Itraconazole, voriconazole and natamycin 5% ophthalmic preparation ruled as ‘essential antifungals’
GAFFI (Global Action Fund for Fungal Infections) says today’s announcement that three drugs capable of reducing deaths in hundreds of thousands of people worldwide have been given essential medicines status is a Red Letter Day in the fight to reduce blindness and save lives.
GAFFI applied for itraconazole (capsules and oral suspension), voriconazole (capsules and intravenous solution) and natamycin 5% ophthalmic solution to be placed on the World Health Organization (WHO) Essential Medicine List (EML), in collaboration with colleagues from the Instituto de Salud Carlos III, International Foundation for Dermatology, London School of Hygiene of Tropical Medicine and The University of Manchester.
The antifungal medicines itraconazole, voriconazole are essential to reduce deaths and illness, and natamycin to reduce blindness, and they are very inexpensive in most countries.
Professor David Denning from GAFFI and the University of Manchester says: “Recently GAFFI highlighted how many countries don’t have even the older antifungals, despite them being available for over 25 years in the West. This endorsement by the WHO of their essentiality is a key step in reducing mortality from fungal diseases. We are delighted that our campaign has WHO recognition. Our challenge now will be to make sure these drugs get to the people who desperately need them.”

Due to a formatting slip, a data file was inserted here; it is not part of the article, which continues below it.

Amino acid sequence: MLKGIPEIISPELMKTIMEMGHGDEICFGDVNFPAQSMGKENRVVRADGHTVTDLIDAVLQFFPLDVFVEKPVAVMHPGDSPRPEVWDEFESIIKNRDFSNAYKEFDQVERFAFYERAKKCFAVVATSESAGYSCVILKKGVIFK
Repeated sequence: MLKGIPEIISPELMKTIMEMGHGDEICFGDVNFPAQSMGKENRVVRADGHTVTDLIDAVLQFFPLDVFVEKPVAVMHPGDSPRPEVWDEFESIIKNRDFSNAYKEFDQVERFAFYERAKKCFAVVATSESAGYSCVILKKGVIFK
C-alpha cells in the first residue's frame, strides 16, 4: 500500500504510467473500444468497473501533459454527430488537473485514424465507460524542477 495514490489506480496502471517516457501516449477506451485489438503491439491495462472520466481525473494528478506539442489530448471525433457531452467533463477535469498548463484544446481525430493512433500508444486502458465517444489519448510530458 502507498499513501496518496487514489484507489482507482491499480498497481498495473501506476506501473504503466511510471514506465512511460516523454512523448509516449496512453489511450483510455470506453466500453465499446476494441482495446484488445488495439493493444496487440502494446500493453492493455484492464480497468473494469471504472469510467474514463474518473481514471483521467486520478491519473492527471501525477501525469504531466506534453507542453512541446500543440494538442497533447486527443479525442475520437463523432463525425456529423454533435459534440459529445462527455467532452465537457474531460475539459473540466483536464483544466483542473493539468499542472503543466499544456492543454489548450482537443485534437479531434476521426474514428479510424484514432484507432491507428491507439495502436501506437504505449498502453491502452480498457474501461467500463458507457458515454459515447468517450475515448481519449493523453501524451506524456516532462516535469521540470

The proposed indications for itraconazole capsules are chronic cavitary pulmonary aspergillosis, invasive aspergillosis, histoplasmosis (therapy, primary and secondary prophylaxis), sporotrichosis, paracoccidioidomycosis, infections caused by Talaromyces marneffei (penicilliosis) (therapy, primary and secondary prophylaxis), chromoblastomycosis. These are all conditions in which fluconazole is ineffective. Itraconazole oral solution is preferred in late stage AIDS patients, leukaemia patients and children.
The proposed indications for voriconazole are invasive and chronic pulmonary aspergillosis, with intravenous therapy preferred initially, in invasive disease.
The important indication for topical natamycin 5% in the eye is fungal (mycotic) keratitis and 3 randomised studies have shown it to be more efficacious than other topical medicines, given alone.
Current antifungals on the EML include only griseofulvin, fluconazole, amphotericin B and flucytosine (listed 2013), and some topical antifungals for skin. There is currently no EML listing for any preparation active for fungal keratitis. These applications are a key component of GAFFI’s effort to achieve it ’95-96 by 2025’ goal with respect to universal antifungal access.